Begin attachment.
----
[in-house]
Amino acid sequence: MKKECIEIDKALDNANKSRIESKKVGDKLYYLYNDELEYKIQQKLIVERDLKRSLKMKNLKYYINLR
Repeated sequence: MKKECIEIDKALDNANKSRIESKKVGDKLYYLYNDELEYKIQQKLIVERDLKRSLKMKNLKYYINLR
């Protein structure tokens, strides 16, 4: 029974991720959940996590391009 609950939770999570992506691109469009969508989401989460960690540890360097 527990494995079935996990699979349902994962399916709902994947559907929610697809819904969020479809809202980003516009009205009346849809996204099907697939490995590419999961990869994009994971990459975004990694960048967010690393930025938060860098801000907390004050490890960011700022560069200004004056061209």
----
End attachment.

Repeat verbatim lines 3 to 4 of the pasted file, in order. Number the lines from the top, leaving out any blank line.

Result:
Repeated sequence: MKKECIEIDKALDNANKSRIESKKVGDKLYYLYNDELEYKIQQKLIVERDLKRSLKMKNLKYYINLR
């Protein structure tokens, strides 16, 4: 029974991720959940996590391009 609950939770999570992506691109469009969508989401989460960690540890360097 527990494995079935996990699979349902994962399916709902994947559907929610697809819904969020479809809202980003516009009205009346849809996204099907697939490995590419999961990869994009994971990459975004990694960048967010690393930025938060860098801000907390004050490890960011700022560069200004004056061209």